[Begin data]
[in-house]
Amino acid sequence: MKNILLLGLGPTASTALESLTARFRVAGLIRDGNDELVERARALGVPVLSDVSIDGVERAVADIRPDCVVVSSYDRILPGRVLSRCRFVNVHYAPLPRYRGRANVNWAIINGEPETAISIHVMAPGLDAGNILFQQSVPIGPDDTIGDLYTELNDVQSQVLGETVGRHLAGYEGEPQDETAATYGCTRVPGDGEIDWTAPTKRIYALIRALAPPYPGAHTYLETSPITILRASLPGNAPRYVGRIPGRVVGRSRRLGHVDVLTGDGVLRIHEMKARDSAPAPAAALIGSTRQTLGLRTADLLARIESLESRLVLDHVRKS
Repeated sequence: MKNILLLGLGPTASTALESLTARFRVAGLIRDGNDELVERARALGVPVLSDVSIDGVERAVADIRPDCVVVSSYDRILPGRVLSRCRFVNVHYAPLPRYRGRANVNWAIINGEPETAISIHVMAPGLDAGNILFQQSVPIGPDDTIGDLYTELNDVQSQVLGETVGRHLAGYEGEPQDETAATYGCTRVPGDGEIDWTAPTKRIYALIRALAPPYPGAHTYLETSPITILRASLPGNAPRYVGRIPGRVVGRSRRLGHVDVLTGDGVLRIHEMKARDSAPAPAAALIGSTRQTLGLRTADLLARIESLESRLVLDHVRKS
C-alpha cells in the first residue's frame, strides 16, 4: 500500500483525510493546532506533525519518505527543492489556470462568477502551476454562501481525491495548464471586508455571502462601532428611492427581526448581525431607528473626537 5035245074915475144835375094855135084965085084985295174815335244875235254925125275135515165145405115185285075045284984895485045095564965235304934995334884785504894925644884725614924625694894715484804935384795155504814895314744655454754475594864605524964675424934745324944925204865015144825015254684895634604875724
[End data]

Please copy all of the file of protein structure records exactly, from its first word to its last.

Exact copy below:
[in-house]
Amino acid sequence: MKNILLLGLGPTASTALESLTARFRVAGLIRDGNDELVERARALGVPVLSDVSIDGVERAVADIRPDCVVVSSYDRILPGRVLSRCRFVNVHYAPLPRYRGRANVNWAIINGEPETAISIHVMAPGLDAGNILFQQSVPIGPDDTIGDLYTELNDVQSQVLGETVGRHLAGYEGEPQDETAATYGCTRVPGDGEIDWTAPTKRIYALIRALAPPYPGAHTYLETSPITILRASLPGNAPRYVGRIPGRVVGRSRRLGHVDVLTGDGVLRIHEMKARDSAPAPAAALIGSTRQTLGLRTADLLARIESLESRLVLDHVRKS
Repeated sequence: MKNILLLGLGPTASTALESLTARFRVAGLIRDGNDELVERARALGVPVLSDVSIDGVERAVADIRPDCVVVSSYDRILPGRVLSRCRFVNVHYAPLPRYRGRANVNWAIINGEPETAISIHVMAPGLDAGNILFQQSVPIGPDDTIGDLYTELNDVQSQVLGETVGRHLAGYEGEPQDETAATYGCTRVPGDGEIDWTAPTKRIYALIRALAPPYPGAHTYLETSPITILRASLPGNAPRYVGRIPGRVVGRSRRLGHVDVLTGDGVLRIHEMKARDSAPAPAAALIGSTRQTLGLRTADLLARIESLESRLVLDHVRKS
C-alpha cells in the first residue's frame, strides 16, 4: 500500500483525510493546532506533525519518505527543492489556470462568477502551476454562501481525491495548464471586508455571502462601532428611492427581526448581525431607528473626537 5035245074915475144835375094855135084965085084985295174815335244875235254925125275135515165145405115185285075045284984895485045095564965235304934995334884785504894925644884725614924625694894715484804935384795155504814895314744655454754475594864605524964675424934745324944925204865015144825015254684895634604875724